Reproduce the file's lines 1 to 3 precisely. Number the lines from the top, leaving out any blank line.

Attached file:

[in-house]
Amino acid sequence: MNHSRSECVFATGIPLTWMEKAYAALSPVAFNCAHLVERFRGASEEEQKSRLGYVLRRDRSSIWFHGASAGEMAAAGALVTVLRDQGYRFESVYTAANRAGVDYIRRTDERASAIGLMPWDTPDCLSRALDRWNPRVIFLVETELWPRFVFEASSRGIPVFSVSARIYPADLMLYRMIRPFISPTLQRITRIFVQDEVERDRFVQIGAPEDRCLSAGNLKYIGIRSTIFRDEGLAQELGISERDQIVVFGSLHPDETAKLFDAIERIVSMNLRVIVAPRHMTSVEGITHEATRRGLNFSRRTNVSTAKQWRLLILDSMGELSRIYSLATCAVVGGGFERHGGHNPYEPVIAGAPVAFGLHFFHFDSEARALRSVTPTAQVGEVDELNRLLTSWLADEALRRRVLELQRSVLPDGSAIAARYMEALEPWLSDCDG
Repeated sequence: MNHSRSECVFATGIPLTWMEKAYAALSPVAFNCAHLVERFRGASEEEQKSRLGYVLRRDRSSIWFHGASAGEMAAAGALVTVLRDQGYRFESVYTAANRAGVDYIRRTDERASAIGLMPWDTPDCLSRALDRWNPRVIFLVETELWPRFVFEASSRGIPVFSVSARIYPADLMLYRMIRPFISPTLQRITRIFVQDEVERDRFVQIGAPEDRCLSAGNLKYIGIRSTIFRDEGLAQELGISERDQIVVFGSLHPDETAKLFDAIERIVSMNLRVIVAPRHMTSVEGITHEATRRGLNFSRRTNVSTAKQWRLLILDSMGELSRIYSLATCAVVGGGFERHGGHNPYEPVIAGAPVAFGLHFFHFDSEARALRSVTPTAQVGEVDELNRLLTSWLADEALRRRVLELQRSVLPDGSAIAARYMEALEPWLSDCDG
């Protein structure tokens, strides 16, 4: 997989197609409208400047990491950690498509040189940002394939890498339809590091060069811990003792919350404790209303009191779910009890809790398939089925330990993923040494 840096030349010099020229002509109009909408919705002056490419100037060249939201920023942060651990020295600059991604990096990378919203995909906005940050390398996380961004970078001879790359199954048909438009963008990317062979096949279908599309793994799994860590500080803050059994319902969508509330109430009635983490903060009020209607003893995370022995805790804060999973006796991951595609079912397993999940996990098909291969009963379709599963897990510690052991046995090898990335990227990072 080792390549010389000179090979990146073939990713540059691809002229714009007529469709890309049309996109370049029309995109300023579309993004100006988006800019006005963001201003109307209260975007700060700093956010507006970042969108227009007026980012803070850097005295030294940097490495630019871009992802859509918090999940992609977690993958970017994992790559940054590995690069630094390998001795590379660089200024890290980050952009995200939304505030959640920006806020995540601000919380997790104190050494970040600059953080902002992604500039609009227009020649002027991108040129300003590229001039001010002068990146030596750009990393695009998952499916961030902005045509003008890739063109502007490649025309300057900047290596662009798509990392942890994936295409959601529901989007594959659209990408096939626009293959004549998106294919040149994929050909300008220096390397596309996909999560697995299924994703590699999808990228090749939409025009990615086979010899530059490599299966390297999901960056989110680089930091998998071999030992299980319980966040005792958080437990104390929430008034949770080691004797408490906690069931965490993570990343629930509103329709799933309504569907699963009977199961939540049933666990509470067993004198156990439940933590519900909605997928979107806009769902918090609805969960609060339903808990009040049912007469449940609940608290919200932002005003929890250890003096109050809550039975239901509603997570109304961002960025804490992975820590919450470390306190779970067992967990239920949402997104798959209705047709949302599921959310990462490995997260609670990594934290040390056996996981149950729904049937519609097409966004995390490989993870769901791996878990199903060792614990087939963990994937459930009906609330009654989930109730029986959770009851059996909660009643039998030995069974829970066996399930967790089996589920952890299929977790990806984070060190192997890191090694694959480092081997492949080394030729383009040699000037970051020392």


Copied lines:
[in-house]
Amino acid sequence: MNHSRSECVFATGIPLTWMEKAYAALSPVAFNCAHLVERFRGASEEEQKSRLGYVLRRDRSSIWFHGASAGEMAAAGALVTVLRDQGYRFESVYTAANRAGVDYIRRTDERASAIGLMPWDTPDCLSRALDRWNPRVIFLVETELWPRFVFEASSRGIPVFSVSARIYPADLMLYRMIRPFISPTLQRITRIFVQDEVERDRFVQIGAPEDRCLSAGNLKYIGIRSTIFRDEGLAQELGISERDQIVVFGSLHPDETAKLFDAIERIVSMNLRVIVAPRHMTSVEGITHEATRRGLNFSRRTNVSTAKQWRLLILDSMGELSRIYSLATCAVVGGGFERHGGHNPYEPVIAGAPVAFGLHFFHFDSEARALRSVTPTAQVGEVDELNRLLTSWLADEALRRRVLELQRSVLPDGSAIAARYMEALEPWLSDCDG
Repeated sequence: MNHSRSECVFATGIPLTWMEKAYAALSPVAFNCAHLVERFRGASEEEQKSRLGYVLRRDRSSIWFHGASAGEMAAAGALVTVLRDQGYRFESVYTAANRAGVDYIRRTDERASAIGLMPWDTPDCLSRALDRWNPRVIFLVETELWPRFVFEASSRGIPVFSVSARIYPADLMLYRMIRPFISPTLQRITRIFVQDEVERDRFVQIGAPEDRCLSAGNLKYIGIRSTIFRDEGLAQELGISERDQIVVFGSLHPDETAKLFDAIERIVSMNLRVIVAPRHMTSVEGITHEATRRGLNFSRRTNVSTAKQWRLLILDSMGELSRIYSLATCAVVGGGFERHGGHNPYEPVIAGAPVAFGLHFFHFDSEARALRSVTPTAQVGEVDELNRLLTSWLADEALRRRVLELQRSVLPDGSAIAARYMEALEPWLSDCDG